Trans Affirming Psychiatry: We’ve Got Some Work to Do

May 06, 2024

I love practicing psychiatry. It’s a fascinating and humbling puzzle to solve: humans are
endlessly complex, and psychotropic medications—these little molecules that treat everything
from mild anxiety to severe psychosis—are blunt, imperfect, and sometimes life-changing. I’ll
never be bored by the challenge it poses every day. But an even more important challenge it
presents involves the endless potential for human error, bias, and subjectivity. Our internalized
biases and fundamental human flaws can make us extensions of an oppressive culture, causing
harm to patients. So let’s explore its manifestations with regard to gender diversity, and talk a bit
about what trans-affirming psychiatry should look like today.

It doesn’t take too deep a look into the annals of history to see how psychiatry has pathologized
LGBTQ+ communities, in addition to many other minoritized groups. Psychiatry has historically
been used to enforce cultural and social norms, a practice evident from the Victorian Era's
systematic labeling of gender and sexual "deviance" to the classification of homosexuality as a
disorder in the DSM until 1973. Even today, similar challenges persist with the medicalization of
transgender identities and restrictive mental health practices that gatekeep access to care.
To be fair, psychiatry can’t be blamed for the entirety of the problem. Any professional field
operates within a culture, and psychiatry is no different. However, psychiatry is unique in one
important way— it holds the dubious position of acting as an authority on whether certain
behaviors are valid or pathological. By doing this, psychiatry can hinder cultural progress and
slow the achievement of equity on important issues by labeling identity characteristics or
unconventional behaviors as pathological.

The legacy of pathologizing queerness has left a residue of understandable distrust and
skepticism towards psychiatric professionals. It’s critical that we hold space for that in the clinical
relationship, respecting the adaptive nature of a patient’s wariness or hypervigilance. That
behavior makes sense when you understand the deep context for it, and in these communities,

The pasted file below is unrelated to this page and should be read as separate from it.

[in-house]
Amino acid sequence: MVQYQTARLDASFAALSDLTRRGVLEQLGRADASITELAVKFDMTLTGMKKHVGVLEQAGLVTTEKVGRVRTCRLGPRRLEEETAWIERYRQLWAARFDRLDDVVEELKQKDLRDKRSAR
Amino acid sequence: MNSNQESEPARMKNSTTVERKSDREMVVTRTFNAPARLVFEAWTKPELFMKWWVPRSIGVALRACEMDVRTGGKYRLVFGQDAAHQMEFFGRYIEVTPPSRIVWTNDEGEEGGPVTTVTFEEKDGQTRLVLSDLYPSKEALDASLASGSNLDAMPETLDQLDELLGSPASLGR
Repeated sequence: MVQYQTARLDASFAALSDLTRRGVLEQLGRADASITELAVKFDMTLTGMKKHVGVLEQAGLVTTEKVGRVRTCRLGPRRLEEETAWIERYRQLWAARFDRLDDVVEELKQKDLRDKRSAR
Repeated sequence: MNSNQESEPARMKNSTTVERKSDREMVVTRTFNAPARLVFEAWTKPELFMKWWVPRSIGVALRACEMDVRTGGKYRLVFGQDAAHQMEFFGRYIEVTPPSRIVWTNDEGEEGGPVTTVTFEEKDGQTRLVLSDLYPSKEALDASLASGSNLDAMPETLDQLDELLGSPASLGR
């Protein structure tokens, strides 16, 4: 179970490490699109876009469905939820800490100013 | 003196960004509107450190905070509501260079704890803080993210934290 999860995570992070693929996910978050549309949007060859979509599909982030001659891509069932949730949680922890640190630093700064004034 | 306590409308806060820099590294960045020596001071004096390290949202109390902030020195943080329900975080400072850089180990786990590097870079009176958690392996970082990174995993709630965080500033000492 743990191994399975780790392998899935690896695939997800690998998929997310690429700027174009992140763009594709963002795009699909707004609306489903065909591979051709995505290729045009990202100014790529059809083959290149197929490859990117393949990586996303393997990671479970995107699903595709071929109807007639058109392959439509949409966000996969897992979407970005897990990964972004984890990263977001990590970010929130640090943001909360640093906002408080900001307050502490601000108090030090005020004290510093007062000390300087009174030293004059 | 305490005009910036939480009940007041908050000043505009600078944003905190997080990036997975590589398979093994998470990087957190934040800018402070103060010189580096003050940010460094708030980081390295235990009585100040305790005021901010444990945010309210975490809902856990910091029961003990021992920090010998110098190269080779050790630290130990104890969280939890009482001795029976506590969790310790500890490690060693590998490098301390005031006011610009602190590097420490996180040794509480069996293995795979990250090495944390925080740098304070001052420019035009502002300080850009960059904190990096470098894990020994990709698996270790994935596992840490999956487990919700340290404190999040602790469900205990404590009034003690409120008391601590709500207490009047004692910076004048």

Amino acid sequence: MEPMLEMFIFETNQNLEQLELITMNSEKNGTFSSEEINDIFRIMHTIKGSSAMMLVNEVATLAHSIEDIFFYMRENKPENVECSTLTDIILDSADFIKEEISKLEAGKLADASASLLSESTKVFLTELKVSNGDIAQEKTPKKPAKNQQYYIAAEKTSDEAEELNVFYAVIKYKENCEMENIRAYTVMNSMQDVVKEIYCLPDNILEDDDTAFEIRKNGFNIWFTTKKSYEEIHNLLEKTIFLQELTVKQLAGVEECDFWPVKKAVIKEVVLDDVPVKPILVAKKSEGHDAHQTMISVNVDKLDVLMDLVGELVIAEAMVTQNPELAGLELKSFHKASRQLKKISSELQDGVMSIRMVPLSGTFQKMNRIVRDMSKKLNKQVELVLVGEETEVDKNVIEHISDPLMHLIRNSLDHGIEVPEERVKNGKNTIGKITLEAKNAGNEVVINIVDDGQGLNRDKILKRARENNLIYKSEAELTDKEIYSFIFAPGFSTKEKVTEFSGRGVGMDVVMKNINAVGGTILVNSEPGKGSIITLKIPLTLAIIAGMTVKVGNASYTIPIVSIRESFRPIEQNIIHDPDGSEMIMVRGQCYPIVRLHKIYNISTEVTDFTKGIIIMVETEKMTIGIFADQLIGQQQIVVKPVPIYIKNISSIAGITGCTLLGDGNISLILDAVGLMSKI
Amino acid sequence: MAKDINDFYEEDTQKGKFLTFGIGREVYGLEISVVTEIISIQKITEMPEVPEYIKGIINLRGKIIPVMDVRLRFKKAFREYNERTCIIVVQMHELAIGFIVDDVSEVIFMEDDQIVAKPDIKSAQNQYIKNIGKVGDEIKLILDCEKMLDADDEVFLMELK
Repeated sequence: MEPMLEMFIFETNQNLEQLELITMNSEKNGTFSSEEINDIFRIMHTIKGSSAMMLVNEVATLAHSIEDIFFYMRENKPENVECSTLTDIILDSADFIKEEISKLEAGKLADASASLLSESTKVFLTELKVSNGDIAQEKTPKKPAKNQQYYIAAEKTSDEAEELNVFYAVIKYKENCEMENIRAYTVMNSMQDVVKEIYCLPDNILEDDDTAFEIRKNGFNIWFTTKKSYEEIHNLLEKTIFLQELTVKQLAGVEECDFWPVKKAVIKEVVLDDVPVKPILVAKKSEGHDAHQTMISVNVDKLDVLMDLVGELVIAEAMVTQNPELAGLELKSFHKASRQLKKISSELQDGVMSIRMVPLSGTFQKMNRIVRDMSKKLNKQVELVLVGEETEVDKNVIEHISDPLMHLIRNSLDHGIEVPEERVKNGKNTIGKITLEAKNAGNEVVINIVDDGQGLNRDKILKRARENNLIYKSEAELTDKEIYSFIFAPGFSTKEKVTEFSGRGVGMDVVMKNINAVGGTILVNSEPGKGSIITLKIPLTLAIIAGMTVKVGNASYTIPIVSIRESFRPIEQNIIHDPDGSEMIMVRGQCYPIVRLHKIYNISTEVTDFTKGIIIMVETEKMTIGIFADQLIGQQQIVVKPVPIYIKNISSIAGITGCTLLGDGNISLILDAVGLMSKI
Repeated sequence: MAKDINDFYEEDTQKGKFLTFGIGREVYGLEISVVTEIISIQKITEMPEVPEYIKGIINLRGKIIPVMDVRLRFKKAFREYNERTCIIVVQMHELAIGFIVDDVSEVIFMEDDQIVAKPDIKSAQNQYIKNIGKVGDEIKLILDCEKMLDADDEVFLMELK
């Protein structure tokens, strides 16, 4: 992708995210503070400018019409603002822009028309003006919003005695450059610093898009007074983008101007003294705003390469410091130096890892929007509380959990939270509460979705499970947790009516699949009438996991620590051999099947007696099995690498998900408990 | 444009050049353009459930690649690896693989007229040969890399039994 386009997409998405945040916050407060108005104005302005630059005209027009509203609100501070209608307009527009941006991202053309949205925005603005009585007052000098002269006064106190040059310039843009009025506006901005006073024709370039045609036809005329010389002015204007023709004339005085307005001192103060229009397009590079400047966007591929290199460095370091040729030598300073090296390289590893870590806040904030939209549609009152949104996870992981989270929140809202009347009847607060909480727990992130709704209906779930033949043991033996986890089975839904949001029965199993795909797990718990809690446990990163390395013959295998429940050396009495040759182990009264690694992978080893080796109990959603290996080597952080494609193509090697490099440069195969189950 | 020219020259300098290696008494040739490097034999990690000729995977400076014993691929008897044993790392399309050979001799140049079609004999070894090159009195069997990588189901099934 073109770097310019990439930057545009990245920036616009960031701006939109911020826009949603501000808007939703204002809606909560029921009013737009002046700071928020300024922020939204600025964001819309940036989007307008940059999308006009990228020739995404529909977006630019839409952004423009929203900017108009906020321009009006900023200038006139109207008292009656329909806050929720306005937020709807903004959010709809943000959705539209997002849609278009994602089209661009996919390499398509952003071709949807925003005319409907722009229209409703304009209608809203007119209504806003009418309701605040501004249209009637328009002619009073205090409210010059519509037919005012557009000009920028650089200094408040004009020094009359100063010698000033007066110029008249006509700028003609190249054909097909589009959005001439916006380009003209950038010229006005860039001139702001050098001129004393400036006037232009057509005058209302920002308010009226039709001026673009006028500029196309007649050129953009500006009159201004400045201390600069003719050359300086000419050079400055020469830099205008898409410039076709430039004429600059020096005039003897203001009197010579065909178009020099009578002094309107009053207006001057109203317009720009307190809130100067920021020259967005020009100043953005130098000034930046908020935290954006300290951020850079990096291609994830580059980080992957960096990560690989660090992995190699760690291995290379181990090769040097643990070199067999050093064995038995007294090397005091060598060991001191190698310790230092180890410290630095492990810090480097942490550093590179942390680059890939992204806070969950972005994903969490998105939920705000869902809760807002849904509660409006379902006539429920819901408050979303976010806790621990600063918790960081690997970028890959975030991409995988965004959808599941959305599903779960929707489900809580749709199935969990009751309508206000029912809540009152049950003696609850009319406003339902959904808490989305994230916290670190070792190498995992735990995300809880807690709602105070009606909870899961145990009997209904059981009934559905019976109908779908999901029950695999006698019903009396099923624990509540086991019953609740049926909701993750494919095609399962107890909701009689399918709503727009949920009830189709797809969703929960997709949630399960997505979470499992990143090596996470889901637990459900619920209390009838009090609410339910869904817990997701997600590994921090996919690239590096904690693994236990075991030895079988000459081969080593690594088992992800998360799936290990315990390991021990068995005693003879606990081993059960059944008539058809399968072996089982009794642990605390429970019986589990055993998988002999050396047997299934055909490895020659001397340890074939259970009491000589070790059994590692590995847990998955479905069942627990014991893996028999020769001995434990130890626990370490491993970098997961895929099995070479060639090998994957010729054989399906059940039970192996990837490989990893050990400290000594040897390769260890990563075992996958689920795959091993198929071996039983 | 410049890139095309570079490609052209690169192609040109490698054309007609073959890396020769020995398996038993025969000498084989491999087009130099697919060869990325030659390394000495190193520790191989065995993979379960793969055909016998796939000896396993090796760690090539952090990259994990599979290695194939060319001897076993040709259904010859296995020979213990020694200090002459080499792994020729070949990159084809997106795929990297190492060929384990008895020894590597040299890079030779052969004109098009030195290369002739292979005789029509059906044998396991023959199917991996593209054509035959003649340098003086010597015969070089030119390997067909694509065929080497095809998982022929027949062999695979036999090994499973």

there’s quite a lot! Trans-affirming psychiatric practice therefore involves not just clinical
competencies and basic cultural humility, but also a deep recognition of the historical and
systemic barriers that have shaped patient care, and our field as a whole. Let’s discuss a few
ways we can work against this grain and provide better care to our trans patients.

Principles of Affirming Psychiatric Care

I could say a lot about what not to do, and I do that in my courses at my gender IQ. Here, I want
to focus on what TO do. Affirming psychiatric care is not just about avoiding harm, but instead
actively contributing to the empowerment of our gender diverse patients. Here are a few ways
we can embody this:

  1. Respect for the Patient’s Autonomy and Knowledge: Patients are experts in their
    own lives. An affirming practitioner acknowledges this expertise, viewing the therapeutic
    relationship as a collaboration rather than a hierarchy. Patients always have the option to get their care outside the medical system, and often do just that when we aren’t
  2. Responsiveness to Change and Individual Needs: Medical and psychiatric
    communities are slow to adapt to societal changes. Affirming care requires practitioners
    to stay informed and responsive to the evolving understandings of gender diversity, and
    know that our patients are more up to date than the research will be. We need to listen
    closely to our patients.
  3. Consciousness of Biases: Every practitioner has biases; what matters is the
    awareness and management of these biases to prevent them from influencing clinical
    judgment. Self-reflect, read, listen, and consult with others.
  4. Cultural Competence: A deep understanding of the nuances of TGD experiences,
    including the implications of hormonal treatments and surgeries in psychiatric care, is
  5. Rigorous Humility: It is essential for us to communicate clearly and humbly, admitting
    when they do not know something and being open to learning from their patients and
    peers. I deem this “rigorous humility” because I believe it is a dedicated practice we must
    devote ourselves to continually.

Moving Forward with Allyship

Embracing a truly trans-affirming approach to psychiatric care requires a foundational shift in
how we perceive and interact with our patients, as well as how we critically analyze our training.
We must question our assumptions, listen more deeply, and act with both compassion and
conviction. Trans-affirming psychiatry, therefore, involves more than just adopting new
terminologies, putting pronouns in the patient demographics, or copy/pasting inclusive policies
from the latest training. It’s a philosophy of care that opts into living in tension between research
evidence and community wisdom, and a practice of rigorous humility that can transform how we
think and act.

Jess Romeo (he/they) is a transmasculine psychiatric nurse practitioner and clinical social
worker in the DC metro area. He owns a private practice and is the founder and CEO of my
gender IQ, providing education and mentorship on gender diversity to mental health clinicians,
group practices, and small businesses.


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